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Mobilizing Knowledge for Agriculture

I was honoured to moderate an extraordinary panel of leaders from around the world who are delivering key projects to benefit farmer knowledge systems, when USDA hosted a session on “Mobilising knowledge for agriculture” at Rio+20. Extension and rural advisory services (RAS) are key to putting farmers’ needs at the centre of rural development, ensuring sustainable food security and poverty reduction, and dealing with risks and uncertainty. Knowledge sharing mechanisms must focus on critical areas including protecting natural resources, productive farming processes, product development, marketing skills, nutritional needs, and household health. Improving institutional capacity in extension will help us to achieve the Millennium Development Goals (MDGs) and any future Sustainable Development Goals.

Kristin Davis of the Global Forum on Rural Advisory Services shared a growing call on the five key pillars to revitalize knowledge systems in agriculture:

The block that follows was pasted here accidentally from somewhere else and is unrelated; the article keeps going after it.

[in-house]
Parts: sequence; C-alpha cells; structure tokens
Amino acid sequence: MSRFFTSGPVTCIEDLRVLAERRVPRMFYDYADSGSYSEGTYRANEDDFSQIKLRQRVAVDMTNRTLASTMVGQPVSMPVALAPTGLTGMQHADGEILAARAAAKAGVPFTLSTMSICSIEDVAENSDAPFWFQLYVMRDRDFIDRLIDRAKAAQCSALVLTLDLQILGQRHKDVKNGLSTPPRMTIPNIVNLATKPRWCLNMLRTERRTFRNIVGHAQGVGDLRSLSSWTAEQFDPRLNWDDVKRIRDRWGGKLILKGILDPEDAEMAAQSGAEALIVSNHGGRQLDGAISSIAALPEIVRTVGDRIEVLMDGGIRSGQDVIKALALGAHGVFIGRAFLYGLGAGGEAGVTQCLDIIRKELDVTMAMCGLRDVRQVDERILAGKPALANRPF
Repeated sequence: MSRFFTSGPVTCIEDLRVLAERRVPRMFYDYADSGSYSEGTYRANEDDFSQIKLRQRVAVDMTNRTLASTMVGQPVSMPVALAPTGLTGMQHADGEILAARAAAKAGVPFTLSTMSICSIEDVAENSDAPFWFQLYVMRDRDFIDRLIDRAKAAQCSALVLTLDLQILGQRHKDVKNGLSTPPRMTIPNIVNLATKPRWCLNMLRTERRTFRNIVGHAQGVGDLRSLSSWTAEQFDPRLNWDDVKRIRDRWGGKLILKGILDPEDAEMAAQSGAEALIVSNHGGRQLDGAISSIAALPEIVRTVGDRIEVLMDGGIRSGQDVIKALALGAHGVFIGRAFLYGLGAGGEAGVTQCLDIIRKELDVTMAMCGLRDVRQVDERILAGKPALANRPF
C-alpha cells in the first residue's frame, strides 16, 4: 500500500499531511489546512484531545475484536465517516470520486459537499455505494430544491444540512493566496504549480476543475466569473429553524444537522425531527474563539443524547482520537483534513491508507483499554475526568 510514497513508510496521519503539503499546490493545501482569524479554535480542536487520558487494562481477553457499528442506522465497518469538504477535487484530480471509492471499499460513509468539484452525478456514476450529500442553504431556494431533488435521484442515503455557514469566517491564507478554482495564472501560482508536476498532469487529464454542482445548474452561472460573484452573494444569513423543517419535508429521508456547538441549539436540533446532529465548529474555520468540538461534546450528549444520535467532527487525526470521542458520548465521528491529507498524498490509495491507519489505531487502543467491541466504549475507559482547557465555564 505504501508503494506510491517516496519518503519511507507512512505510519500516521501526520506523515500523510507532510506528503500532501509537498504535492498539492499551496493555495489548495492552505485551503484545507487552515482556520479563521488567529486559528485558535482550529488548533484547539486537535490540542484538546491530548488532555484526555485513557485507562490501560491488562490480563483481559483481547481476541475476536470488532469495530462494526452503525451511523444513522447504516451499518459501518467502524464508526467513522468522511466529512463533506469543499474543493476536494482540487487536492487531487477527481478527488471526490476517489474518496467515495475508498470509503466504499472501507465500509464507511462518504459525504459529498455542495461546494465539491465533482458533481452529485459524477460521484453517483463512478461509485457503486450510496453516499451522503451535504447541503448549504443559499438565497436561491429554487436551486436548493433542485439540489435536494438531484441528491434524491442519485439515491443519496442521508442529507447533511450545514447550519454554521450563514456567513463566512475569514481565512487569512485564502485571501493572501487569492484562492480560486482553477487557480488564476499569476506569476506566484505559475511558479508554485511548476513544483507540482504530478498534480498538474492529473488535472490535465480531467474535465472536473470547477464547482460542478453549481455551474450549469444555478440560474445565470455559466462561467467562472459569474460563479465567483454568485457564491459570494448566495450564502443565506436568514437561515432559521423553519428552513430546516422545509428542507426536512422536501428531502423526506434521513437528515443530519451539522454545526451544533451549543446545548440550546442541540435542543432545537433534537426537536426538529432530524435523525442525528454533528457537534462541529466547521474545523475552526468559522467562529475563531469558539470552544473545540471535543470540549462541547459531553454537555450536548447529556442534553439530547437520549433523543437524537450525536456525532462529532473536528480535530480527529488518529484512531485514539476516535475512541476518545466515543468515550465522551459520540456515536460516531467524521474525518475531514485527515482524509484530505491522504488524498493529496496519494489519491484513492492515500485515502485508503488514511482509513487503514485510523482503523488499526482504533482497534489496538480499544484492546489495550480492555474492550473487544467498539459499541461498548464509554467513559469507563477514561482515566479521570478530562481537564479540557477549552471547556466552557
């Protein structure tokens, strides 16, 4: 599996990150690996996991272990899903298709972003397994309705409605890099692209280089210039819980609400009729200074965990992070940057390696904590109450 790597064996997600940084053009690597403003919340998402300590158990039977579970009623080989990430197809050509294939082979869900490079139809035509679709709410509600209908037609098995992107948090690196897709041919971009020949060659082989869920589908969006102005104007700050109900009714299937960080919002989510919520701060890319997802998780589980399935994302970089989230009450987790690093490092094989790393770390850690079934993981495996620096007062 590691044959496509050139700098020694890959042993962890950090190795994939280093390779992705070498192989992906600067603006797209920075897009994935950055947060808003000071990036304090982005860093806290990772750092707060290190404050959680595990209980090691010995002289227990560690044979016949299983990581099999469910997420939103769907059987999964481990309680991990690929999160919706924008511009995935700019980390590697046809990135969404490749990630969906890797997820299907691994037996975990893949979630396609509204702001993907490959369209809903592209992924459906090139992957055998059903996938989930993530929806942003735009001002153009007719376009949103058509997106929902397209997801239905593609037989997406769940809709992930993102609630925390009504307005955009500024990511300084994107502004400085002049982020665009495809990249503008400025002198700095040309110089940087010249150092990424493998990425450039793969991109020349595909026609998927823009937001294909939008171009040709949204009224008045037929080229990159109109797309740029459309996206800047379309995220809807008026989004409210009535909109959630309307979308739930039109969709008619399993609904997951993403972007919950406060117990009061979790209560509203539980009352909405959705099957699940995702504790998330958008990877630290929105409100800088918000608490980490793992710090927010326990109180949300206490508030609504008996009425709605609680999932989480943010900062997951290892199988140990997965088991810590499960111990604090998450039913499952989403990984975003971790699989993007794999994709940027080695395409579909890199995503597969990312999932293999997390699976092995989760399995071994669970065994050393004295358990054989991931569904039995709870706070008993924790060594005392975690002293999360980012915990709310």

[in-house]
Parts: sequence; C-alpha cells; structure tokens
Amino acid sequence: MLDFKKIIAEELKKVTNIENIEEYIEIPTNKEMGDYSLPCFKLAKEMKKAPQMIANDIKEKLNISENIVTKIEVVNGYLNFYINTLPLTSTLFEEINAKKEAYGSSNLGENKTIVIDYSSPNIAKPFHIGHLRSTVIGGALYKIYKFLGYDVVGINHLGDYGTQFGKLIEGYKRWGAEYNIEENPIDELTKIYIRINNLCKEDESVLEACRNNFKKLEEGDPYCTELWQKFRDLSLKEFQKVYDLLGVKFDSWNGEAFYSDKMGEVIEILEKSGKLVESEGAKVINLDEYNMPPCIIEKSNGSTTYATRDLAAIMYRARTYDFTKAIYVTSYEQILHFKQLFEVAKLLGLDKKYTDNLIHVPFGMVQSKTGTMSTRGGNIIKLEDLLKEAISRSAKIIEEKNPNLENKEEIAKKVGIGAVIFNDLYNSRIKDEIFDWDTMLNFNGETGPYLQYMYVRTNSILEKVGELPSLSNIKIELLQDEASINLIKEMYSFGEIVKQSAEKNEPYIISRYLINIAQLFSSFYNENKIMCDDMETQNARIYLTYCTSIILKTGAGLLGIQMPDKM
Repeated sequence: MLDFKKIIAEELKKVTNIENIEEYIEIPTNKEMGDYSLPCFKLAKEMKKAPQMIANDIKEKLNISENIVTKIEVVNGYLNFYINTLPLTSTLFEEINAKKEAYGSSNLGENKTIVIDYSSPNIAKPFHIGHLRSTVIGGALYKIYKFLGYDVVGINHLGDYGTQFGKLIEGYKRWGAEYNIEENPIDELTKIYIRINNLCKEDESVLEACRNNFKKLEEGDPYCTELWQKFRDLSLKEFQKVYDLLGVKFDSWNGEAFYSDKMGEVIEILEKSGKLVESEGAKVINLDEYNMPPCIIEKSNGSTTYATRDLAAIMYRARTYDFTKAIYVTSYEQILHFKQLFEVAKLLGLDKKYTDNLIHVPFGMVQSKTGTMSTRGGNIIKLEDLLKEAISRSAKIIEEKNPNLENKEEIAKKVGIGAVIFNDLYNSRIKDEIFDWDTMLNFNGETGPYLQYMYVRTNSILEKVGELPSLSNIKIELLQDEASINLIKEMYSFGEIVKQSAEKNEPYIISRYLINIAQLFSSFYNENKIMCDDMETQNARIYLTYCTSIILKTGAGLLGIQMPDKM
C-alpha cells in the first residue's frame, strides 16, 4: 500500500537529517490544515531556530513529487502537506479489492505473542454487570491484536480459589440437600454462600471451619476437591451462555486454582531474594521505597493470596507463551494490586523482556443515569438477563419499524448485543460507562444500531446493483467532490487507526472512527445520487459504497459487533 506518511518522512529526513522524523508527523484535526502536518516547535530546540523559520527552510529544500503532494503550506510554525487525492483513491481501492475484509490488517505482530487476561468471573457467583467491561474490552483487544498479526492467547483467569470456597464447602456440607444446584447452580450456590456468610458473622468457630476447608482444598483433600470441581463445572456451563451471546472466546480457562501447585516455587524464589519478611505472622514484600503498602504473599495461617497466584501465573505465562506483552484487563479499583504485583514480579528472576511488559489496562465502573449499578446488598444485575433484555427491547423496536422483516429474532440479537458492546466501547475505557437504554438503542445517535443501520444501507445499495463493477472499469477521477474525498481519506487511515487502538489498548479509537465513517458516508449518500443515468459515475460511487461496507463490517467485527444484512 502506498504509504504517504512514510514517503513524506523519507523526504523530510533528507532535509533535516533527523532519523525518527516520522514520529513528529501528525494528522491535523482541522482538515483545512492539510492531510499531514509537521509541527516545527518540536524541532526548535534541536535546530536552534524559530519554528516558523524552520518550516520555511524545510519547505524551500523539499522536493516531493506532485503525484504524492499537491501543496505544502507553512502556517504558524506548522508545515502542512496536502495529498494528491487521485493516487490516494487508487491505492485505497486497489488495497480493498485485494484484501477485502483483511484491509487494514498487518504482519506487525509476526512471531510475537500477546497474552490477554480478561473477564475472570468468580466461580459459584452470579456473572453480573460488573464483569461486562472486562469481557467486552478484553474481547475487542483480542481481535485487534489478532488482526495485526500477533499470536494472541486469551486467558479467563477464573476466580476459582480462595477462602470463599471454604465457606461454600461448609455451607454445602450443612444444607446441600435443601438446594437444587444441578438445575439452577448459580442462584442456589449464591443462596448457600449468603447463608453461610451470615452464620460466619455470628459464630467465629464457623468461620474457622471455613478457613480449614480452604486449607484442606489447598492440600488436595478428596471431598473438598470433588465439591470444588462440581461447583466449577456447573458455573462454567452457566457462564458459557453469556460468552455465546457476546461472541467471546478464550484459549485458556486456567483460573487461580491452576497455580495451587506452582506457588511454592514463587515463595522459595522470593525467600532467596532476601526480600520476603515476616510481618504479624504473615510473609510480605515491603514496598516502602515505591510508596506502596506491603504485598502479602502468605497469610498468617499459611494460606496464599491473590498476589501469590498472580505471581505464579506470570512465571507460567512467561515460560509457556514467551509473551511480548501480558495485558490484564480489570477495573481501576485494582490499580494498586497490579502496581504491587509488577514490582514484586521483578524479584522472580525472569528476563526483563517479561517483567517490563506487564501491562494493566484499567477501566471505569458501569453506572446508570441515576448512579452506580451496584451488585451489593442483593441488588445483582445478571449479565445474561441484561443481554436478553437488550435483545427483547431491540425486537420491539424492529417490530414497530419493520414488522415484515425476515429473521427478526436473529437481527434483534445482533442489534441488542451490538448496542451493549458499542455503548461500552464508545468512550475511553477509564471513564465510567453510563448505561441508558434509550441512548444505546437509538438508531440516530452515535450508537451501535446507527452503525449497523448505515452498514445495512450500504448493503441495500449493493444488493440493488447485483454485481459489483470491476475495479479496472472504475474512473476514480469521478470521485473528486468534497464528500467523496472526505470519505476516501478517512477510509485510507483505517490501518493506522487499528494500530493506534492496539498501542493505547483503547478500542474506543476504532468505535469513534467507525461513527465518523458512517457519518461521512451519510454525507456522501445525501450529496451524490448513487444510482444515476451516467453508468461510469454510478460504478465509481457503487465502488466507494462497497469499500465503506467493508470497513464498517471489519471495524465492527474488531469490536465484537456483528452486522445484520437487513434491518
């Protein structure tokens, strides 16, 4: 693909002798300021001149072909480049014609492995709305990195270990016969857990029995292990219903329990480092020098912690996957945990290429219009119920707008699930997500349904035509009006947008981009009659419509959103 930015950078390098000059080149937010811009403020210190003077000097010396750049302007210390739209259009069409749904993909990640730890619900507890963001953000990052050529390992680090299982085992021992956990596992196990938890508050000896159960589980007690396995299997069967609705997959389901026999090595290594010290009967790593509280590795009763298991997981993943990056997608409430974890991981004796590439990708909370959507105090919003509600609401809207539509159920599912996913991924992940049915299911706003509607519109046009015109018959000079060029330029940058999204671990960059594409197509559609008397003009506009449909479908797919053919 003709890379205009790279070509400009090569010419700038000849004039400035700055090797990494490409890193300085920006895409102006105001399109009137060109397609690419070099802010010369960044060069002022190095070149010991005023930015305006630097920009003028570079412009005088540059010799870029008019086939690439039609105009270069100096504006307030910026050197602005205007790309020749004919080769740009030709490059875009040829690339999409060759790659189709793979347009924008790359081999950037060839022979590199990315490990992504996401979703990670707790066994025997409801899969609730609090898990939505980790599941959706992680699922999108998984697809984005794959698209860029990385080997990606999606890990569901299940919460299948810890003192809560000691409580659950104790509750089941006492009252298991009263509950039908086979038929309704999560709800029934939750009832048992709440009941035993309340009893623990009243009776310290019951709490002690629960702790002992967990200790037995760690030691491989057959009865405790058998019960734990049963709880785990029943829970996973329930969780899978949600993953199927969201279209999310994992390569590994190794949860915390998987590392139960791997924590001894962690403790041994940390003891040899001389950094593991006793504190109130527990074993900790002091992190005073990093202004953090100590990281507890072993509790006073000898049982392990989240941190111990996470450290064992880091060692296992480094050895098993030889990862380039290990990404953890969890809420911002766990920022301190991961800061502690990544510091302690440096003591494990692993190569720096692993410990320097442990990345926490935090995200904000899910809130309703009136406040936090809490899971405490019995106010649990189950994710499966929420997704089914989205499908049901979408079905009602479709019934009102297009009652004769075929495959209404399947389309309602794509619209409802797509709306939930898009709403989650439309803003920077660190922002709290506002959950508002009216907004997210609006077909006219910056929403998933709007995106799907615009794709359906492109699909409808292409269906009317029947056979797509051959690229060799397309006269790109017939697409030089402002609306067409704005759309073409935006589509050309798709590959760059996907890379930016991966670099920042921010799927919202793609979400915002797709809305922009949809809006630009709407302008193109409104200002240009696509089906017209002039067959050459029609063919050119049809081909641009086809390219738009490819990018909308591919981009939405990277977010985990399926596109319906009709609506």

1. focusing on best-fit approaches;
  2. embracing pluralism;
  3. using participatory approaches;
  4. developing capacity; and
  5. ensuring long-term institutional support.

Many thanks to Greg Crosby, the session host from USDA and a panel speaker, for his tireless dedication to e-extension and his kind invitation. He reviewed the means to link knowledge to action. Bridgit Muasa, a veterinary scientist and AWARD winner from Kenya, gave a dynamic presentation on the mobile tools be used in Kenya, including ICow.

Zeinab Al Moumany of Jordan spoke about the needs for economic empowerment as part of knowledge systems, particularly to address the challenges faced by rural women. Last and by no means least, Rajeev Chauhan spoke about the extension systems in India, one of the few countries that is really investing in extension and rural advisory services.

The session was streamed live and a recording can be found on and for part 2.

Robynne Anderson

Robynne has extensive experience in the agriculture and food sector, working throughout the value chain – from basic inputs to farmers in the field to the grocery store shelf. She works internationally in the sector, including speaking at the United Nations on agriculture and food issues, and representing the International Agri-Food Network at the UN.Throughout her career she has worked with farm organisations like the Prairie Oat Growers Association, the National Smallholder Farmers Association of Malawi and the Himalayan Farmers Association, as well as global groups, to further the voice of agriculture in the food debate. She has also worked with Fortune 500 companies growing worldwide businesses to assist them with issues management and strategy decisions.

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